“Memories: some can be sucker punching, others carry you forward; some stay with you forever, others you forget on your own. You can’t really know which ones you’ll survive if you don’t stay on the battlefield, bad times shooting at you like bullets. But if you’re lucky, you’ll have plenty of good times to shield you.”
More Happy Than Not was on my list of most anticipated 2015 releases and I added it to my list months before it was even published, but somehow I never actually picked up my copy until now. It’s easy to say I had really high expectations for this book, and that may or may not have influenced my opinion in a negative way. Because it’s a fact that it took me ages to read this novel by Adam Silvera and I can’t say I enjoyed the first part. The prose and dialogues felt a bit forced and I felt like the story dragged to much in the beginning. To be honest, I actually thought about DNFing it at one point just because it took me so long to get a proper feel for the story… That said, I’m glad I continued reading because the last part of the book was brilliant. I’m not saying it completely made up for the slow start, but it did explain more about what the main character was going through. More Happy Than Not mixes the average contemporary romance story with science fiction elements, which definitely transforms it into an interesting read. The message behind this story is also inspiring, and especially the last part had a lot of really interesting quotes. I have debated whether to give this novel a higher rating, but I can’t ignore the fact that the beginning just didn’t do it for me. Would I recommend it? Probably, with the advice to keep reading even if you don’t really like the beginning.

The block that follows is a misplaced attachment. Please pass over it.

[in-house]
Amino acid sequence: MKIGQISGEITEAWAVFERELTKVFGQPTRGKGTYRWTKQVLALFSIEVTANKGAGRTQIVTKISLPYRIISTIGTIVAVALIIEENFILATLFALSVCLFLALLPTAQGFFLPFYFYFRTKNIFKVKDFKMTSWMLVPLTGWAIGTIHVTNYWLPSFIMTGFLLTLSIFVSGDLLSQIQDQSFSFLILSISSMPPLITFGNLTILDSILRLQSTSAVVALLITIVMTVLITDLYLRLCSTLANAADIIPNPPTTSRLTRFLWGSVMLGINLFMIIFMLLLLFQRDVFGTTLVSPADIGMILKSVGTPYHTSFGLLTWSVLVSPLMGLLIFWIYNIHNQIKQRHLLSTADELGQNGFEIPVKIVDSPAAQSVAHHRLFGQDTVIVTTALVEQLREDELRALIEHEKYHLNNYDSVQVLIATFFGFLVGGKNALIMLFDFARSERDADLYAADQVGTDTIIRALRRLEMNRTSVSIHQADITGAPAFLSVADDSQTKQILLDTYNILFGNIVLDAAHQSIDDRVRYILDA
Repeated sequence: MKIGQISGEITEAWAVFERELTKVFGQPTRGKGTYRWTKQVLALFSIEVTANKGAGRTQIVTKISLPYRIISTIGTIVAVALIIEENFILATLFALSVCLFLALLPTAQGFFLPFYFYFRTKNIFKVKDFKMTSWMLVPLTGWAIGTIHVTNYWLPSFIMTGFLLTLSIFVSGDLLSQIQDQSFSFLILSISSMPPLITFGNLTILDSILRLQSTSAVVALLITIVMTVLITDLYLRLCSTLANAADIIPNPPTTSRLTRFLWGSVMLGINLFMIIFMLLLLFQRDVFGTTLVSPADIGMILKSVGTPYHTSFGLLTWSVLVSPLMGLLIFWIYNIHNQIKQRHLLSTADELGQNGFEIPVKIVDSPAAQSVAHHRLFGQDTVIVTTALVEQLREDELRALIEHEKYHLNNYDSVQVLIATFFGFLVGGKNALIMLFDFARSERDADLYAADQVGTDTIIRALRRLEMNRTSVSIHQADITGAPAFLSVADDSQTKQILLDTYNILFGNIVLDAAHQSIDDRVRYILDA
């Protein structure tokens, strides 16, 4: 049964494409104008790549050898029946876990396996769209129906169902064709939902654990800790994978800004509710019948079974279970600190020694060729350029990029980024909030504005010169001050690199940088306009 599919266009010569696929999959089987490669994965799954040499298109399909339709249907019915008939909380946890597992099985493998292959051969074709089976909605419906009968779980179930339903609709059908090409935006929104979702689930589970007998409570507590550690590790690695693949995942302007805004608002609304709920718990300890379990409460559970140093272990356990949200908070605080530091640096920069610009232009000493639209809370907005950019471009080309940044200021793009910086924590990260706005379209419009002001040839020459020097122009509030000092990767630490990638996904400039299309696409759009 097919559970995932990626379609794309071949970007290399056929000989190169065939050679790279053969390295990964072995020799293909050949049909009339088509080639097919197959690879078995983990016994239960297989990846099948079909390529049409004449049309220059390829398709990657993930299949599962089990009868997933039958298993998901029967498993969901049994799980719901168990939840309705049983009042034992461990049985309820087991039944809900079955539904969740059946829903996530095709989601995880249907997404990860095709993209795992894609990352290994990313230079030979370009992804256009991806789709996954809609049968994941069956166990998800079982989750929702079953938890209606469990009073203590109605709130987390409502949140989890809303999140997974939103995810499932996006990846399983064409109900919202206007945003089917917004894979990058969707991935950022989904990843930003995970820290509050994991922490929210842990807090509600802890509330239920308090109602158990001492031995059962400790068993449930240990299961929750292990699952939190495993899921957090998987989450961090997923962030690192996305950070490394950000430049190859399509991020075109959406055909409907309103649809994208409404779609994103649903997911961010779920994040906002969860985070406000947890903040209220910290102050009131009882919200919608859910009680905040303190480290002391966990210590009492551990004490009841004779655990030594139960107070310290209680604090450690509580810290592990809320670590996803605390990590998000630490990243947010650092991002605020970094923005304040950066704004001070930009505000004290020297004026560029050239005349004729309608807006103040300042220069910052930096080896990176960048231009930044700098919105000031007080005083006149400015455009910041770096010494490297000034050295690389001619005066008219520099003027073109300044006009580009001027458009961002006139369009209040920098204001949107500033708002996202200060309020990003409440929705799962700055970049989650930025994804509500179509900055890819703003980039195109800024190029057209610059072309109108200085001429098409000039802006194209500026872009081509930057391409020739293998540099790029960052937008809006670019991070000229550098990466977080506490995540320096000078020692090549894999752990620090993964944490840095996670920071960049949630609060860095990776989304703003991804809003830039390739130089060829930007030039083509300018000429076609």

Aaron Soto has been struggling to find happiness again in the months after his father committed suicide. Things have been tough, but his girlfriend Genevieve and his mom have been trying to get him back on the right track. After he tried to end his own life not long after his father died, they seem to be more worried than ever… Because it seems like Aaron is slowly drowning in his own grief. When Genevieve has to leave town for a couple of weeks, Aaron starts hanging out more and more with a new guy, Thomas, instead of with his friends. Thomas seems to understand him a lot better than his old friends and Aaron can’t deny Thomas makes him feel happier than he has been in a long time. But are these feelings just about friendship, or something deeper? And how does Thomas feel about all this? Aaron feels he is making a mess of his life, and is starting to think the revolutionary memory-alteration procedure at the Leteo Institute might be his only way out for a happy and normal life…
Like I said before, I had really high expectations of More Happy Than Not and the first part actually disappointed me a lot. It took me a long time to get a proper feel for the story; the first part was both slow, the prose felt forced and the story dragged a lot. Still, there is no doubt that the last part of the story is really good and probably would have gotten one of the highest ratings on its own. It’s an interesting topic that manages to raise important questions about glbt acceptance, suicide, happiness and life in general… In short: after a slow start, the second half of the book is definitely a reward and makes this novel worth reading in the end.